...While Residents Prepare For A Major Hike Of Rates
Yevgenii Volkov, the deputy head of the Kazan city administration's construction and housing department, told reporters on 4 November that in 2005 the residents of the Tatar capital will -- like other urban residents in Tatarstan -- start paying for the 100 percent cost of housing services. This year they have paid 90 percent of those costs, RFE/RL's Kazan bureau reported the next day.
In addition, the new year will bring a 25 percent hike in electricity rates and a twofold increase in heating costs. Water rates will increase by 68 percent and sewage bills will be 19 percent more expensive. On the whole, in 2005 Kazan residents are expected to pay 50 percent more for housing services and utility costs than they do in 2004.
Compiled by Iskender Nurmi
WEEKLY REVIEW FROM BASHKORTOSTANRakhimov Welcomes Abolishing Election Of Governors
Meeting with Russian President Vladimir Putin on 30 October, Bashkir President Murtaza Rakhimov said that he personally supported Putin's proposal to abolish the direct election of governors, NTV reported the same day. Rakhimov said: "This is the most topical issue, you know my attitude to this, and that is why this system is working in our republic. We appoint the heads of municipal and regional administrations and this is out of the question. I think we will further resume this work."
Putin asked Rakhimov whether he preferred that the Russian president would propose candidates for approval by local parliaments. Rakhimov answered: "We support it. There are some questions still to be discussed. Some have a negative attitude to this, but my attitude is positive."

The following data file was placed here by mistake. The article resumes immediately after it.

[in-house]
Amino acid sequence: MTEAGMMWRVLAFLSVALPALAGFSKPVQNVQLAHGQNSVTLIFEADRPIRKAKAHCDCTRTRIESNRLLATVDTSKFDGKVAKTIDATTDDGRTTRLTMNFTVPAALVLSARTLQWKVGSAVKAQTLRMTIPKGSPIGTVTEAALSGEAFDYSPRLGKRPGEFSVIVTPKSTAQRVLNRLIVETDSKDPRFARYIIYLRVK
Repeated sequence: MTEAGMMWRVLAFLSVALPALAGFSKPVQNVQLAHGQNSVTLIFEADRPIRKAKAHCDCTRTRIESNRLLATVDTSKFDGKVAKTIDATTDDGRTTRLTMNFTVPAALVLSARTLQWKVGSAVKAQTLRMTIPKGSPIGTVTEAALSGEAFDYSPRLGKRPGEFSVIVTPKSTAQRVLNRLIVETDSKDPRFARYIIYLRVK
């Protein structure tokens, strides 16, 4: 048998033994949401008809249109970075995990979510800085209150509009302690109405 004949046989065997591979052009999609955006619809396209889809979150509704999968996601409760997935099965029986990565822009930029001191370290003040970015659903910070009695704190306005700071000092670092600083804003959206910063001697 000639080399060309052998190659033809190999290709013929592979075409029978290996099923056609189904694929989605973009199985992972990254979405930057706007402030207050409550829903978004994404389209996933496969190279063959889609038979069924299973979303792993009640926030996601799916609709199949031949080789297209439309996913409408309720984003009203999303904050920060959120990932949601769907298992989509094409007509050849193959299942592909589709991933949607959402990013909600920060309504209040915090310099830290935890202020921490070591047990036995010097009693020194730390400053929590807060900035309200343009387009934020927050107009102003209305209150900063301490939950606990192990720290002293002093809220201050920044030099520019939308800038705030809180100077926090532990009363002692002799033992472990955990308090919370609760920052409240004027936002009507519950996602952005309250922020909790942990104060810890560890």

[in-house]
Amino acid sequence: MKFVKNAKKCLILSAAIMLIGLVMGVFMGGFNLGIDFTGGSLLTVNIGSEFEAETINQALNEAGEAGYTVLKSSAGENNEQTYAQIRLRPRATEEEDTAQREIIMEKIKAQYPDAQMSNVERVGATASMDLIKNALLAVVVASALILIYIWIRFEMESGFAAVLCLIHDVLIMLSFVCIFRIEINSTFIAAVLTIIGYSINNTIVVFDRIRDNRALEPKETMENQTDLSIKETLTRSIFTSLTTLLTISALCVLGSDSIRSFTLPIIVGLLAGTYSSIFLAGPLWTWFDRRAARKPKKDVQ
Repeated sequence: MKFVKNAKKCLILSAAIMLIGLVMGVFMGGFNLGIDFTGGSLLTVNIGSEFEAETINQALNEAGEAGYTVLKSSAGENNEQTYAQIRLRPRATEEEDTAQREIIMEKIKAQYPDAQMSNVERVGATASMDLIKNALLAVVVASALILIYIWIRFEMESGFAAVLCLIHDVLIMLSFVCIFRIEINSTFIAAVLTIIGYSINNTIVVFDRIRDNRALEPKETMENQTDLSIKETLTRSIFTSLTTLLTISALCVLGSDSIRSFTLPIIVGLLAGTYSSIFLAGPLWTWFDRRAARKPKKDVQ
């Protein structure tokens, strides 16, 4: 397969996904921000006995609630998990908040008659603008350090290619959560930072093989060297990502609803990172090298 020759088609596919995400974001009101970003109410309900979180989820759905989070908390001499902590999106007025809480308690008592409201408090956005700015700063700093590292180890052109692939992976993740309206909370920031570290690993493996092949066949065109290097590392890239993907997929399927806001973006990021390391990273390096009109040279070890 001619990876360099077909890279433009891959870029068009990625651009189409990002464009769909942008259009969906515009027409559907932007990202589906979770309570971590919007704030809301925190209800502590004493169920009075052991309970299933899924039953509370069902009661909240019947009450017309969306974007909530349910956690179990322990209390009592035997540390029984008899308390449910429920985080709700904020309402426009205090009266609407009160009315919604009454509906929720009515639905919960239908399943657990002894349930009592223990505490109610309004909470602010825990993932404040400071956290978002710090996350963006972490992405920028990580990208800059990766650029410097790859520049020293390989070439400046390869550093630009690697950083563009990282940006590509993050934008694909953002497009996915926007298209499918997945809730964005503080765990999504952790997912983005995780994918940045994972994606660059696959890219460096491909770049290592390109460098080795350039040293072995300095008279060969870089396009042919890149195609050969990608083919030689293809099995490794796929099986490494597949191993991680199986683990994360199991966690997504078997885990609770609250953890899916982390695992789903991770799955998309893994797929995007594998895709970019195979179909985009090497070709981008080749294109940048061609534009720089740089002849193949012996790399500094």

Putin's proposal has received reserved criticism from Tatar President Mintimer Shaimiev and Chavash President Nikolai Fedorov. According to an RFE/RL Ufa correspondent on 29 October, Bashkir parliamentary speaker Konstantin Tolkachev described Putin's initiative as "necessary," but objecting to the proposal to grant the Russian president the power o dissolve regional parliaments if they reject gubernatorial candidates more than twice.
Bashkortostan's LDPR Criticized For Lack Of Organization
During the 30 October meeting of the ultranationalist Liberal Democratic Party of Russia (LDPR) branch in Bashkortostan, local party activists complained that the party leadership in Moscow ignores them, while the party leadership criticized them for lack of organization, an RFE/RL Ufa correspondent reported on 1 November. Oleg Aleshin, the head of the LDPR Duma faction, said at the same meeting that his party supported Russian President Vladimir Putin's 13 September proposed political reforms. Currently, 11 local LDPR offices in Bashkortostan have an estimated 585 active members and five deputies in regional and municipal councils. During the 2003 Duma vote, Bashkortostan submitted the third highest share of votes cast for LDPR across Russia with 10.54 percent, outnumbered only by Moscow and the Moscow Oblast.
FSB In Bashkortostan Urges Media To Be More Reserved When Covering Terrorist Acts
Aleksandr Klyuev of the Federal Security Service (FSB) in Bashkortostan said at a special seminar held for the predominantly state-owned media community of the republic on 3 November that the Russian State Duma is preparing new media regulations for preventing the manipulation of public opinion by terrorists, an RFE/RL Ufa correspondent reported the next day.
The seminar, entitled "Public security and activities of the media," was organized by the FSB and Bashkortostan's government and focused on ways of limiting the media's access to information about future terrorist acts in order to safeguard public order and prevent public empathy with terrorists. However, Klyuev admitted that the Internet remained a significant source of uncontrolled information about the operations of the secret services and often was used for advocating the views of terrorists.
Famous Singer's Suicide Said Due To Political Persecution